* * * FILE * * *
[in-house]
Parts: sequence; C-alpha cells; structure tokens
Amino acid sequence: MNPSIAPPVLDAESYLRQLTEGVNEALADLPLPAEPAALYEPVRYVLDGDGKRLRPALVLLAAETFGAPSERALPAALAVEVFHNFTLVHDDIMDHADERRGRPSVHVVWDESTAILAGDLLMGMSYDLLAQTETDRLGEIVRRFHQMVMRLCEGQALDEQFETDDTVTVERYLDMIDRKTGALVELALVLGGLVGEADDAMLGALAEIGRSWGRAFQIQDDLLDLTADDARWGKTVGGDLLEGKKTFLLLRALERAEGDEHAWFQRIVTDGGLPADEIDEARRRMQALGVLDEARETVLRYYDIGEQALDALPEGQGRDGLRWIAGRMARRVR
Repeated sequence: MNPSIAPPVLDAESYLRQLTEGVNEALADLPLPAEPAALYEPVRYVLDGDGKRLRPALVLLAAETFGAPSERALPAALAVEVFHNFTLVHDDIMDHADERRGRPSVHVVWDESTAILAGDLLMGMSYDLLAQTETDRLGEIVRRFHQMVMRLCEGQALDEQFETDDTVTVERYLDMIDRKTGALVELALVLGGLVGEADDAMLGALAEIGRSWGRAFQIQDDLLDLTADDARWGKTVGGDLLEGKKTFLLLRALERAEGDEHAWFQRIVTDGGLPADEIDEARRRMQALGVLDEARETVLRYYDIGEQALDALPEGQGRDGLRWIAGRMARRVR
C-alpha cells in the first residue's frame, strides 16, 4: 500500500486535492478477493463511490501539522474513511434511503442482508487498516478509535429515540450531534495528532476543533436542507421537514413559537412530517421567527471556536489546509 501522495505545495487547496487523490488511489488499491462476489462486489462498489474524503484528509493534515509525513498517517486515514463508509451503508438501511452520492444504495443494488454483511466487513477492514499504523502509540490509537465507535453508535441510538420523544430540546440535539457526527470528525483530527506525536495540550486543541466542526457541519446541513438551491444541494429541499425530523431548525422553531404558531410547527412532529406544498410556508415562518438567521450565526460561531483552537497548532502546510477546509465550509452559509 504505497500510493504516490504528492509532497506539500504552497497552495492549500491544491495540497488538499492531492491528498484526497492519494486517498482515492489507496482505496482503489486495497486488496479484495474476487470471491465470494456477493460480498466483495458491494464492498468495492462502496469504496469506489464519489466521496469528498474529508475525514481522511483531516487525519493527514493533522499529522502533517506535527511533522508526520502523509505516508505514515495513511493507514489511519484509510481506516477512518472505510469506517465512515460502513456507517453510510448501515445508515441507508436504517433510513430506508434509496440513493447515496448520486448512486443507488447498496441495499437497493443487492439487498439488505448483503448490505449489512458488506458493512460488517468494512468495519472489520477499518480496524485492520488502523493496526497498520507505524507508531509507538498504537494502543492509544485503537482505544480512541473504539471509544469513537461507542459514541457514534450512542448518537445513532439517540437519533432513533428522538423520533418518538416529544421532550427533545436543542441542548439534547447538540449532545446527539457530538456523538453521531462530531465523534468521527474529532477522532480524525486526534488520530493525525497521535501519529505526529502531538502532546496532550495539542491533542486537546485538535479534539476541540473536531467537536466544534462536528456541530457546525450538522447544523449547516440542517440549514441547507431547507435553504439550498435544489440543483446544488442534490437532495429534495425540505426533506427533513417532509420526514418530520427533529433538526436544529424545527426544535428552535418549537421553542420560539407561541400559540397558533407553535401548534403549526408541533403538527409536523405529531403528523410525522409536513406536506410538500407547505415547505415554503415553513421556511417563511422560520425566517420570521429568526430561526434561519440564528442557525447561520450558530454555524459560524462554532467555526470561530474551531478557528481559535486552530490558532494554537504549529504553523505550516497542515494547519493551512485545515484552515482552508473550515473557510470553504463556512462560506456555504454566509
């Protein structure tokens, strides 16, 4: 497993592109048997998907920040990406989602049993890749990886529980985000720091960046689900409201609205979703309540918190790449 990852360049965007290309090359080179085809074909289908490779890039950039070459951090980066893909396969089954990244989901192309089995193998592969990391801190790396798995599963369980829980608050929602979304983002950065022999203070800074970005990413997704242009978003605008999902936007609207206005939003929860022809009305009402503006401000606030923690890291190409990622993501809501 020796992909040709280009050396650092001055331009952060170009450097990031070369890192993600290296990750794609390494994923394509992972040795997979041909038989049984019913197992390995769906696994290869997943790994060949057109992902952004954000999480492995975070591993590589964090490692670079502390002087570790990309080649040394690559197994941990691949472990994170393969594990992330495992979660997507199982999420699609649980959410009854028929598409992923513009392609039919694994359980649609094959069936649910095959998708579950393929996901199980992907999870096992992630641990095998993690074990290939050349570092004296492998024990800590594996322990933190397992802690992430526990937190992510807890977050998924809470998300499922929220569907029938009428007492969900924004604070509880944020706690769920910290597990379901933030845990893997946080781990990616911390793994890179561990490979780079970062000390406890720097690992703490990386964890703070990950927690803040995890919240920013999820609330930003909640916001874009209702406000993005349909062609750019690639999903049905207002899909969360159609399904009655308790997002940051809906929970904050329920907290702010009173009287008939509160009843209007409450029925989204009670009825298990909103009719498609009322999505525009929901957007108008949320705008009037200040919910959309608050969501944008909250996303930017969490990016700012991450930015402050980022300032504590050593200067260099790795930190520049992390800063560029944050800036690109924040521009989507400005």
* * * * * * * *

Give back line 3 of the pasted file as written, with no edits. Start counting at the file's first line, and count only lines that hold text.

Amino acid sequence: MNPSIAPPVLDAESYLRQLTEGVNEALADLPLPAEPAALYEPVRYVLDGDGKRLRPALVLLAAETFGAPSERALPAALAVEVFHNFTLVHDDIMDHADERRGRPSVHVVWDESTAILAGDLLMGMSYDLLAQTETDRLGEIVRRFHQMVMRLCEGQALDEQFETDDTVTVERYLDMIDRKTGALVELALVLGGLVGEADDAMLGALAEIGRSWGRAFQIQDDLLDLTADDARWGKTVGGDLLEGKKTFLLLRALERAEGDEHAWFQRIVTDGGLPADEIDEARRRMQALGVLDEARETVLRYYDIGEQALDALPEGQGRDGLRWIAGRMARRVR